Of course, cities are all about the meeting of minds – and the cross-fertilisation of ideas is key to building successful cities. “No one can get there alone,” says Jackson, who is always on the lookout for like-minded brand partnerships that share the Victor vision. “It takes collaboration between partners across industries and sectors to unlock the full potential of today’s technologies, and to realise the vision of connected cities that will truly serve people – in ever greater numbers” he thinks. One such example is the recent partnership between Victor and ride-hailing app Uber during Valentine’s Day weekend, in which Uber customers in 52 US East Coast cities were entered into sweepstakes that saw three winners flown to New York by private jet.
So why does Jackson think the two brands make such a good match? “Uber has been pivotal in helping consumers to adopt smart technology, much like Victor,” he says, “because it’s all about the role that the on-demand economy can play to avoid cramped lifestyles in an environment where time delays can often be too frequent.” One of the reasons the sweepstakes proved such a success was because it showed the seamless, on-demand connection between Uber ride and Victor flight. Whether special occasion or everyday business, the partnership speeds up overall travelling time whilst ensuring comfort and convenience – on demand wings and wheels in perfect harmony.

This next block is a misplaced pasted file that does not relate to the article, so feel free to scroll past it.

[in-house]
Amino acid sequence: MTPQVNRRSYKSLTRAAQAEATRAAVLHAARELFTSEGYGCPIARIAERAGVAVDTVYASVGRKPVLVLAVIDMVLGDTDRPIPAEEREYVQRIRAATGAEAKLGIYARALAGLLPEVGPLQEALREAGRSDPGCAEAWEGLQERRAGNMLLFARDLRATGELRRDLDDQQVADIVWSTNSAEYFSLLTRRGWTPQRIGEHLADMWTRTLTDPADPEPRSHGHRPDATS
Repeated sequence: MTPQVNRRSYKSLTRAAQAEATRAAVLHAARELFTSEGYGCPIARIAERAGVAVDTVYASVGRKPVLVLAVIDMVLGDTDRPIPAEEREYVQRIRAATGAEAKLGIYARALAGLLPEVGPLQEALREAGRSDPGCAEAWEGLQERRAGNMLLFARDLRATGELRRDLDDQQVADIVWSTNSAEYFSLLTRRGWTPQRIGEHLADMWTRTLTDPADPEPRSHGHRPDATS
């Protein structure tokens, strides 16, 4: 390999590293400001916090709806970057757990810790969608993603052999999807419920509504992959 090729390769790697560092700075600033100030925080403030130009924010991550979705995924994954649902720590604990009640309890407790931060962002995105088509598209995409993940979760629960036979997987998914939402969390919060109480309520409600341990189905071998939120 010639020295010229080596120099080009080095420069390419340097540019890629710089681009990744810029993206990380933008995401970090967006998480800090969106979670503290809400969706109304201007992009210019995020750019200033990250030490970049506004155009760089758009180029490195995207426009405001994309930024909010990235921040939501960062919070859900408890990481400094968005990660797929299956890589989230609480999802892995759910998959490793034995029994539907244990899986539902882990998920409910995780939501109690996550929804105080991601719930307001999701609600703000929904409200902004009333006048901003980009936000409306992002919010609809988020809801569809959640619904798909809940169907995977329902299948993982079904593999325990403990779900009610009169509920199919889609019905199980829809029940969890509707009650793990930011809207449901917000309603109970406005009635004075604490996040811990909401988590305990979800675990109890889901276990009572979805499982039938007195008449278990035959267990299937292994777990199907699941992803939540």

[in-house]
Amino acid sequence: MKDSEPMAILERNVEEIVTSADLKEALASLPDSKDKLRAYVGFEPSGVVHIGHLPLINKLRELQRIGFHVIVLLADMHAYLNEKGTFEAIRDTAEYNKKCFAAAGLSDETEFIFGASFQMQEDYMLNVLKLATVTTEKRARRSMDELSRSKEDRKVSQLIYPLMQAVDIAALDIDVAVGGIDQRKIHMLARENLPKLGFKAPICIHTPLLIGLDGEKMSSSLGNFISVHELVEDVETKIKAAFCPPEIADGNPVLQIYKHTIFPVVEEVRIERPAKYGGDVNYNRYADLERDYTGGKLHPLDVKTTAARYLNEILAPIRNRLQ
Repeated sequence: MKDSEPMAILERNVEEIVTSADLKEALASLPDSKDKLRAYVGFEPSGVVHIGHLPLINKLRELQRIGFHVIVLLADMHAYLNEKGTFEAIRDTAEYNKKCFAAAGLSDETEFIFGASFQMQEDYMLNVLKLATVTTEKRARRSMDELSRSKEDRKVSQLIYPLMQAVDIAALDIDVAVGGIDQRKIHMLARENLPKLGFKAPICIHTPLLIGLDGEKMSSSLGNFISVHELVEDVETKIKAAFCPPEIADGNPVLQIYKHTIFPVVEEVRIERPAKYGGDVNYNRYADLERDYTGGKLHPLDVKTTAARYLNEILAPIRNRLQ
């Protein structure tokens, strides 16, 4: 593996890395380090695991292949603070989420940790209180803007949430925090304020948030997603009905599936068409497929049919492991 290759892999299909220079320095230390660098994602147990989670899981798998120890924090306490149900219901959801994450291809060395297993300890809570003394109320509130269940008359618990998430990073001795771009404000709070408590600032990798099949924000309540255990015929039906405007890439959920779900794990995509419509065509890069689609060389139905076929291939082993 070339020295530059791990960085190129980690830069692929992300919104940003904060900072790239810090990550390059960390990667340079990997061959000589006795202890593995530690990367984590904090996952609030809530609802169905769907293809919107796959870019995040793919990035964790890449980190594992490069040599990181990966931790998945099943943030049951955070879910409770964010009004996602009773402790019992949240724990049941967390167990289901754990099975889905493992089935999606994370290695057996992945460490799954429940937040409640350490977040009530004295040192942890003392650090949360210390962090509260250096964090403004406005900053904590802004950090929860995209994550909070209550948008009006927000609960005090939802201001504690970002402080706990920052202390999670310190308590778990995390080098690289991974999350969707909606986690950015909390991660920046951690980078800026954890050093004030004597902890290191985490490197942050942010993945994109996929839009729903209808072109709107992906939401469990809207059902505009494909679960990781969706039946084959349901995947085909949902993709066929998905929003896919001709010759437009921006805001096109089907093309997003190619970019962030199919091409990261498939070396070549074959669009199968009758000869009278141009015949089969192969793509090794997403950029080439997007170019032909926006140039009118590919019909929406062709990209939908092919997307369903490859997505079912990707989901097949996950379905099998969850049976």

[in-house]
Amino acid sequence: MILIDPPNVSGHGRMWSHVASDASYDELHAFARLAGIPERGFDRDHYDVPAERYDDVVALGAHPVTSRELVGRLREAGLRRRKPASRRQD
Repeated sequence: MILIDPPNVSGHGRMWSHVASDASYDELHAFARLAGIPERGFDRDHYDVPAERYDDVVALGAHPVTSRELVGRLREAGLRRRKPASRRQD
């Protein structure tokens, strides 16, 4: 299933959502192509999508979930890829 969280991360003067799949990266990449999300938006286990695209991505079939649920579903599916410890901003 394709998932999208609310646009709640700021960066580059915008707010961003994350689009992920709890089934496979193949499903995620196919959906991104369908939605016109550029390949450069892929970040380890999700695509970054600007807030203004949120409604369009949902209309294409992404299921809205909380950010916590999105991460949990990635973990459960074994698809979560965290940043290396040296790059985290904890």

“Converging digital technologies are driving cities toward connectedness,” Jackson says, “and technology allows us to gain a deep understanding of cities and the way people are moving around the world.” It’s for these reasons he believes investment in smarter technology is so important to the future of cities, and why it’s built into Victor’s app and online booking platform. Successful cities keep people moving, and Victor’s proprietary technology is designed to manage a private jet charter all the way from pre-flight arrangements to post-booking services. “Continually enhancing Wi-Fi capabilities in cities will ensure that on-demand technology services such as Victor will help more people to reach the cities that they need to even more quickly,” he says, “saving time and allowing travellers to concentrate on more important matters.”